Depakote Birth Defect Lawsuit Results in Defense Verdict
An Ohio federal jury has returned a defense verdict in one of the first trials over the risk of birth defects from Depakote, finding that the plaintiffs failed to establish that the manufacturers of the anti-seizure drug withheld information about the risks associated with use by pregnant women.
The judgment (PDF) in favor of the Abbott Laboratories and AbbVie was entered on February 2, following a 12 day trial in case filed by Kevin and Christin Hutchens, who claimed that their son, identified only by the initials Z.H., was born in 2003 with microcephaly due to side effects of Depakote prescribed to the mother during pregnancy.
The birth defect involves an abnormally small skull, and the parents claimed that the drug makers failed to adequately warn women and the medical community about the potential Depakote pregnancy risks.
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According to the jury verdict form (PDF) from the U.S. District Court for the Northern District of Ohio, the plaintiffs failed to meet the necessary burden of proof to establish that the drug makers failed to provide adequate warnings about the risks of Depakote, or that the drug was defective due to failure to conform to the representations made by the defendants.
Abbott Laboratories and AbbVie, a subsidiary it spun off, continue to face hundreds of similar Depakote birth defect lawsuits pending in state and federal courts nationwide, each raising similar allegations. However, the judgment in this early trial will not have any binding impact on other cases.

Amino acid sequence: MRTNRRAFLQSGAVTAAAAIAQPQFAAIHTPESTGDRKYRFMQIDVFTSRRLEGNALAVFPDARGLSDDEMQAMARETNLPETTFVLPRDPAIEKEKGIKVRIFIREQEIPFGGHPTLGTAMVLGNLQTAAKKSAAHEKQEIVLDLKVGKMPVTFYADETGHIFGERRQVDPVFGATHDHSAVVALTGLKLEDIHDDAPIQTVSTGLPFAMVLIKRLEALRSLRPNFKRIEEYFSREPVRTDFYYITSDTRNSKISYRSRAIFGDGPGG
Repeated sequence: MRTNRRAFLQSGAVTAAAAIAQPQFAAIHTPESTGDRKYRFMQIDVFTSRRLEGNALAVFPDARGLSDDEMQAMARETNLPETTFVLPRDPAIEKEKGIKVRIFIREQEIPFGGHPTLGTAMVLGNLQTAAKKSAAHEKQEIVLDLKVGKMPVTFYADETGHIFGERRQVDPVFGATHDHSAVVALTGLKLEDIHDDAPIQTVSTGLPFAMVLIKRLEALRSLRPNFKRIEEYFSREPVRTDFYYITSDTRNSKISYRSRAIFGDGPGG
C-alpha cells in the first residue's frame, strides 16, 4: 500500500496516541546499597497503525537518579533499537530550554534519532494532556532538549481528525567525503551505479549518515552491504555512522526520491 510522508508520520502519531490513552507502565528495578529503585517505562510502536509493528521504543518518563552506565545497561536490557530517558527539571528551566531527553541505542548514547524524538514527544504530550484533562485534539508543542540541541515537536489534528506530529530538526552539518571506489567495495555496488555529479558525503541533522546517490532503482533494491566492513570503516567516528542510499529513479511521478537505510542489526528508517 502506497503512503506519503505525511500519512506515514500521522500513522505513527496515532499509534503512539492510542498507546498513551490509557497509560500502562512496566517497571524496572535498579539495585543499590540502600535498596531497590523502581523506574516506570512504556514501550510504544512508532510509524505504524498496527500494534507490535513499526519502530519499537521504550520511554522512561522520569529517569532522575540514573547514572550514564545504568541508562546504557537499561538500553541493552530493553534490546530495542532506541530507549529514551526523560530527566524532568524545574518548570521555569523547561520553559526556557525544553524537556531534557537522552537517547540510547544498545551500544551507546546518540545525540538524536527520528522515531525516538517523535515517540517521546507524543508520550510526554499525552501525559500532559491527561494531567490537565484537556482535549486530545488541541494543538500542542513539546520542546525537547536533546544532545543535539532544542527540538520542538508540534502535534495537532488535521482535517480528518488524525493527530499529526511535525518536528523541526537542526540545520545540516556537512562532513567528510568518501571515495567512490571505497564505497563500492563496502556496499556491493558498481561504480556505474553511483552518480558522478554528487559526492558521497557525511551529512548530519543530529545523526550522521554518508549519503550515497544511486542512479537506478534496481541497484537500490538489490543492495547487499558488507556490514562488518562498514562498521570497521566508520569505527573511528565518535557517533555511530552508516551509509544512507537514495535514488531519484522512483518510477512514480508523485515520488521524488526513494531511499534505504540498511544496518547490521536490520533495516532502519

In 2006, the FDA added a “black box” warning about the potential Depakote pregnancy side effects, after a study found that 20% of pregnant mothers who gave birth while on Depakote had a child with malformations or a birth defect.
In May 2013, the FDA put new restrictions on Depakote pregnancy use, contraindicating it for pregnant women, but only when it was used for the treatment of migraines. The agency did not contraindicate it for pregnant women using it to treat epilepsy. The FDA changed all valproate-based drugs from a class “D” to a class “X” pregnancy drug, but only as they pertain to migraines.
Exposure to Depakote during pregnancy has been linked to a number of severe birth defects and malformations, including spina bifida, cleft palate, abnormal skull development, malformed limbs, holes in the heart and urinary tract problems; especially when the drug is taken during the first 28 days, when neural tube closure and other critical formations are taking place.
At trial, the drug makers argued that that an attempt to place a label warning on the drug in 2009, about the risk of developmental delays, was rejected by the FDA.
Before the drug’s patent expired in 2007, Depakote was a blockbuster drug generating about $1.5 billion in annual sales for AbbVie’s predecessor.
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